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bank. Geographic differences in loan rates occur because of loan supply and

demand differences in local ma rkets.

Obviously, no single benchmark rate, prime or other, can provide an

adequate basis for comparison with the loan rates charged by more than

14,000 insured commercial banks.

As of September 30, 1977, 7.4 percent of the 7, 493 outstanding stock

loans that were extended to insiders of other banks after 1969 carried interest

rates below the average prime rate that prevailed during each of the ll time

periods contained in Table 2. * Only 4.0. percent of those same stock loans

was made at rates below the lowest prime rate that prevailed during each of

the 11 time periods. During the tight money periods of 1973, 1974 and the first

half of 1975, a considerably higher percentage of stock loans still outstanding on

September 30, 1977 was extended at rates below the average prime rate than in

other time periods. During 1976 and 1977, a period accounting for 85.4 percent

of outstanding stock loans, only 1.9 percent of such loans was extended at rates

below the average prime rate.

The initial maturities of fixed-rate notes

secured by bank stock are typically short and are periodically renegotiated.

State-by-state comparisons indicated that bank stock lending to insiders

of other banks was concentrated principally in the 15 unit banking states.

Nearly 73.9 percent of the number and 77.2 percent of the dollar volume of

*Loans defined as having interest rates below the average prime rate are those with rates below the lower limit of the interest rate interval containing the average prime rate for each time period in Table 2.

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the 7,531 outstanding stock loans were made by banks in the unit banking

states. * Banks in the 20 states with unrestricted branching prior to 1976

had 5.5 percent of the number and 2.8 percent of the dollar volume of stock

loans. And, banks in the 15 states with limited branch banking provisions

accounted for 19.8 percent of the number of stock loans and 19.2 percent of

their dollar volume.

All stock loans amounted to less than 1.0 percent of total loans of the

lending banks in each of the 20 statewide branching states and in 10 of the 15

limited branching states. However, stock loans exceeded 1.0 percent of the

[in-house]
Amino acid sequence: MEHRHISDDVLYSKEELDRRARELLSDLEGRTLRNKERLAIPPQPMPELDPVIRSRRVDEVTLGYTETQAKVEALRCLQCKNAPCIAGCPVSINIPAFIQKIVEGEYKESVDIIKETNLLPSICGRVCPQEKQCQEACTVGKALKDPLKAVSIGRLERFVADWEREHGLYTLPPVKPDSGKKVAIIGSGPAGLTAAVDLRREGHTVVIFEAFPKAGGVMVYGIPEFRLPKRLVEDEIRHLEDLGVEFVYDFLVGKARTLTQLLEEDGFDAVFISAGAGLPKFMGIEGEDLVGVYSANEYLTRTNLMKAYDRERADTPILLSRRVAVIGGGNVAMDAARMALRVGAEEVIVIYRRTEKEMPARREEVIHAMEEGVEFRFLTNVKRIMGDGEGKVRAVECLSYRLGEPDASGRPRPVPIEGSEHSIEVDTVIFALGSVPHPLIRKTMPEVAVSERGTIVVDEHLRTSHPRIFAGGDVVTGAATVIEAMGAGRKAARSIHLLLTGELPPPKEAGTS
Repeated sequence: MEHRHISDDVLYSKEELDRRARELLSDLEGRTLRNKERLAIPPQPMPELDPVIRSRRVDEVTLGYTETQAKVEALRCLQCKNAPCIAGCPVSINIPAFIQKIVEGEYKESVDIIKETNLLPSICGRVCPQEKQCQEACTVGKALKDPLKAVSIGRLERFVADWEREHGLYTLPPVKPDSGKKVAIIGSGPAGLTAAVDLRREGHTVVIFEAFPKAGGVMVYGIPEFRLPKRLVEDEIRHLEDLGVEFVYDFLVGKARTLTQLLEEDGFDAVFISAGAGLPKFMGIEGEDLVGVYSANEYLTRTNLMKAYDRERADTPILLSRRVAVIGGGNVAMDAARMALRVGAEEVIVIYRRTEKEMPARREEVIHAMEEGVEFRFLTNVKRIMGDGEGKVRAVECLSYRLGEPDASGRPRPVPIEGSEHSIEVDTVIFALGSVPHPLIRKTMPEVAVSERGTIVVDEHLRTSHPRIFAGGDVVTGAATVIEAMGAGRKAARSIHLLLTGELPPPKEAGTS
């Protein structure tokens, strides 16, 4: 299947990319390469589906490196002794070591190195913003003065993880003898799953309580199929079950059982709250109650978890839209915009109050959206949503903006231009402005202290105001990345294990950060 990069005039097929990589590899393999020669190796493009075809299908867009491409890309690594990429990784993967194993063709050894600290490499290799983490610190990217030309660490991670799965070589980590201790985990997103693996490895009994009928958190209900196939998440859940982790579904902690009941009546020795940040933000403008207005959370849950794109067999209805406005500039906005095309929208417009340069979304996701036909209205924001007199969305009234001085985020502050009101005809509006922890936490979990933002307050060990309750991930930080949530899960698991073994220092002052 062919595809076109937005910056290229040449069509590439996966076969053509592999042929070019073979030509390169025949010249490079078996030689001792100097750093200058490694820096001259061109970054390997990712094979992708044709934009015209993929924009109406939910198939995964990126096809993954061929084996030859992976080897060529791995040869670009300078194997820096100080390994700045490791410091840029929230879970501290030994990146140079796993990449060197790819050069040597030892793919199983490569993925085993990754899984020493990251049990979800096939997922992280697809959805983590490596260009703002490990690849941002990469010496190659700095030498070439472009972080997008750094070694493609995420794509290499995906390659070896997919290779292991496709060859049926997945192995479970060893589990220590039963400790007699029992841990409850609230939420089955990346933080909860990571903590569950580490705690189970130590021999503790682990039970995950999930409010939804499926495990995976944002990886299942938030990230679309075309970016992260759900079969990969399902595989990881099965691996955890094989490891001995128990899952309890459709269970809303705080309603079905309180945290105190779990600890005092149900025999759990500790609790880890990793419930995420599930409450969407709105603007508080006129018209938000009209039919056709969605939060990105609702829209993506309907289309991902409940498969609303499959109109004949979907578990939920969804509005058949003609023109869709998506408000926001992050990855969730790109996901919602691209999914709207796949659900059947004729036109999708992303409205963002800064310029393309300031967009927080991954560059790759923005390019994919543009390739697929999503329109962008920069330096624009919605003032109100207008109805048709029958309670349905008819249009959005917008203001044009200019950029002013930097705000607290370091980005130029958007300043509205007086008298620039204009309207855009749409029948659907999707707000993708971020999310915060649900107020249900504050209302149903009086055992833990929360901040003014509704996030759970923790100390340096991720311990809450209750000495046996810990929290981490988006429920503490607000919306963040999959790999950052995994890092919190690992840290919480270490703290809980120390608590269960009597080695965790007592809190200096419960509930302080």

total loans of the lending banks in ll of the 15 unit banking states.

In one,

Oklahoma, stock loans amounted to 7.4 percent of the total loans of banks

with stock loans.

Banks in the unit banking states accounted for 68.5 percent of those

stock loans in Table 2 that was extended at rates below the average prime rate.

This percentage is less than the 73.9 percent of stock loans made by banks

in unit banking states. Banks in the statewide branching states, however,

held 10.7 percent of the number of loans below the average prime rate,

almost twice their 5.5 percent share of stock loans.

Reasons for borrowing funds secured by bank stock vary with state

branching provisions. In only 6 of the 20 statewide branching states, 80 percent

or more of stock loans was used to purchase stock, whereas this was true in 10

of the 15 unit banking states. Smaller percentages of stock loans in statewide

branching states were used to purchase bank stock to facilitate changes in control

*The percentages presented here do not total 100 percent because they do not include banks in territories and possessions of the United States or the District of Columbia.

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states, 10 percent or more of the stock loans resulted in control changes.

However, in each of the 15 unit banking states, more than 30 percent of stock

loans was connected with control changes and in 6 of these, more than 50

percent was used to effect a change in control.

Stock loans were concentrated most heavily in banks located in states

in the southwestern and central regions of the country. Texas (26.1),

Oklahoma (7.0), Missouri (5.8), and Kansas (3.4) had the largest shares of

stock loans in the southwest and Ilinois (9.2), Minnesota (7.7), and Lowa (4.4)